[0034] Once in its upwardly retracted position, convertible roof 26 is designed to be quickly and easily detached from the vehicle as shown in FIG. 9. This is accomplished by manually releasing latches 66 used to retain first roof bow 46 to trailing edge 64 of stationary roof panel 24. Quick release pins 116, used to attach base links 106 to brackets 114, are then disengaged. Convertible roof 26 can now be completely and easily removed from the vehicle without any loose parts.

[0035] Convertible roof 26 can be easily reattached to vehicle 22 by first aligning positioning pin 80 of each latch 66 with the corresponding recess located in trailing edge 64 of stationary roof panel 24. Hook 96 of latch 66 is then engaged with the corresponding recess located in the underside surface of stationary roof panel 24. Handle 88 is subsequently fully pivoted to its over-center locked position, thereby securing first roof bow 46 to stationary roof panel 24. End 112 of each base link 106 is next aligned with bracket 114 and quick release pins 116 are engaged to re-establish the pivot connection. Convertible roof 26 is then manually moved to its fully extended position. Finally, convertible roof 26 is secured in its fully extended position by applying a downward force to each base link 106 so as to engage hook 136 with catch 134 of rear latch 132. Backlite 42 may now be cycled to its fully extended position if desired.

[0036] FIGS. 10-16 show an alternate configuration 38A of the convertible roof top stack linkage mechanism of the present invention. Alternate convertible roof linkage mechanism 38A includes a first roof bow 140, a second roof bow 142 and a backlite frame 144. First roof bow 140 has a pair of ends 146 (best shown in FIG. 12) that are pivotally attached to second roof bow 142. A control link 148 has an end 150 pivotally attached to an end 152 of second roof bow 142. Another end 154 of control link 148 is pivotally attached to an end 156 of a base link 158. Base link 158 is pivotally attached to a bracket 160 by a quick release pin 116 and bracket 160 which is fixedly attached to vehicle body 104. An opposite end 162 of base link 158 is pivotally attached to an end 164 of backlite frame 144.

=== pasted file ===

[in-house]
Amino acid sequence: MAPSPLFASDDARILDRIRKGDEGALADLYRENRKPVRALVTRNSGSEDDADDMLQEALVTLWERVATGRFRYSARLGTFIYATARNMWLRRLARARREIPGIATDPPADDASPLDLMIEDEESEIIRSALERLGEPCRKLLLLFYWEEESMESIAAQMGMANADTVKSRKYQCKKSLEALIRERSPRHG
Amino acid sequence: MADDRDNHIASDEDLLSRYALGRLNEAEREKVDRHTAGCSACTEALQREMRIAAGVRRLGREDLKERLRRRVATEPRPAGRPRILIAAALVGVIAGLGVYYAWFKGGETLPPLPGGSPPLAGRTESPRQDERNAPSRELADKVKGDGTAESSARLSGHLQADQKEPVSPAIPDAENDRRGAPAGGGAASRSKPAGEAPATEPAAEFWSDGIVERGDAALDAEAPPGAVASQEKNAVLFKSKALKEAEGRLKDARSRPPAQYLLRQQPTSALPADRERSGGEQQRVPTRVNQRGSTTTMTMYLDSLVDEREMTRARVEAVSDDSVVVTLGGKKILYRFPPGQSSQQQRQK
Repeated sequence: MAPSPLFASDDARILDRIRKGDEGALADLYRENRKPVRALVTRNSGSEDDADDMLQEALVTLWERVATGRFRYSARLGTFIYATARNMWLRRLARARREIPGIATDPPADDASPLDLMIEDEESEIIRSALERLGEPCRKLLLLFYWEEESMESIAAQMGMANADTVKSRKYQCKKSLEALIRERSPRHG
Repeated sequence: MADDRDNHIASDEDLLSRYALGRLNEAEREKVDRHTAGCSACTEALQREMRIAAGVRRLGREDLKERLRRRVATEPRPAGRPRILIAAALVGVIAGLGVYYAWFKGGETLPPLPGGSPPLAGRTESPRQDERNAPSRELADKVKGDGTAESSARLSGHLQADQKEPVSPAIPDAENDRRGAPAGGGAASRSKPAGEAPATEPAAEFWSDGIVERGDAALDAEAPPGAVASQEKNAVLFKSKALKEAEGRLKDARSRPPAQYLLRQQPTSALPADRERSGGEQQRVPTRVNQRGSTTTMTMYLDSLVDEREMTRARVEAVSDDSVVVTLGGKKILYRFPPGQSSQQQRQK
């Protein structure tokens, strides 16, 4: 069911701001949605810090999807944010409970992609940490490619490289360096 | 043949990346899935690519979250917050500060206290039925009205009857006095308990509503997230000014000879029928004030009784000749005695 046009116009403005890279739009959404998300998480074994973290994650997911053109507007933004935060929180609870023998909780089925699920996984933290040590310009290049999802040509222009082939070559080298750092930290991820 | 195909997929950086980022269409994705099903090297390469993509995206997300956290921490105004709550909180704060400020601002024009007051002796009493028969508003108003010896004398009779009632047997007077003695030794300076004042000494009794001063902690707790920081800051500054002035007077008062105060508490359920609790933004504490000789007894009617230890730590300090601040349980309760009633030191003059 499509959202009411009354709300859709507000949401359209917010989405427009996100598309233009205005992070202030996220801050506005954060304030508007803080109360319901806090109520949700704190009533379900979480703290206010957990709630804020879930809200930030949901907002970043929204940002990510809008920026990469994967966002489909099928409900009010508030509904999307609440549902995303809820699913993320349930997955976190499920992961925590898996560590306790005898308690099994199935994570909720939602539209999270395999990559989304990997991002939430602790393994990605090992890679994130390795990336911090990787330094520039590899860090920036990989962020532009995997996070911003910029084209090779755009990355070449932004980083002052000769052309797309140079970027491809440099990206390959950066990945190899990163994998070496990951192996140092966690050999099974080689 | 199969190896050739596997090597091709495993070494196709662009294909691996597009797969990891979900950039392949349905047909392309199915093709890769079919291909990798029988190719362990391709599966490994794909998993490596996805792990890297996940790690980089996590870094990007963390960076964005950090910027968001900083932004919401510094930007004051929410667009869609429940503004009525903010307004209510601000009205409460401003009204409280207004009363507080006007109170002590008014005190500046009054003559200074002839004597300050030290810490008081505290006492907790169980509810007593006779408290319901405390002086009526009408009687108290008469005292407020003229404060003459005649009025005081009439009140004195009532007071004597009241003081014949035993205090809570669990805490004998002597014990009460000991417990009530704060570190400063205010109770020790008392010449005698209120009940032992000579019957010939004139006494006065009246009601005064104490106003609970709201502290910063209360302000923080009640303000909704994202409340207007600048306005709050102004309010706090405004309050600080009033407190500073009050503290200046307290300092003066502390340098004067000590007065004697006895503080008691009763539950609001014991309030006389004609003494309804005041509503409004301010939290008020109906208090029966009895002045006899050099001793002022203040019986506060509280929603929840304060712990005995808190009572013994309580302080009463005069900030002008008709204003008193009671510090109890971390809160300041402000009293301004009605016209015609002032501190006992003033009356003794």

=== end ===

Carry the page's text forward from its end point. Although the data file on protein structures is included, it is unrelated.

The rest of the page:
[0037] Furthermore, referring to FIGS. 11 and 15, backlite frame 144 is connected to second roof bow 142 by two tension-adjusting links 166. Each tension-adjusting link 166 includes an outer shaft 351 coupled to second roof bow 142, within which slides an inner shaft 353 coupled to backlite frame 144. A fore-and-after elongated slot 355 disposed in a bottom of outer shaft 351 is aligned with a threaded hole 357 disposed in inner shaft 353. A thumbscrew 359 has a manually rotatable knob 361, an enlarged diameter bearing member 363 and a threaded dowel 365. Dowel 365 engages hole 357 and allows sliding movement within slot 355 when loose such that the shafts can be manually, linearly expanded or retracted relative to each other. Thumbscrew 359 is then fully tightened to secure the shafts when in their desired positions. Thus, tension-adjusting links 166 allow an operator to vary the tautness of cover 36 when convertible roof 26A is fully extended by controlling a distance 168 between second roof bow 142 and backlite frame 144. This overcomes water leaks or wind noise caused by some traditional loose fitting roof covers, especially when the pliable cover may loosen over time due to the weight of snow or the like. Alternately, one or more tension-adjusting links 166 can be employed between any adjacent pair of roof bows.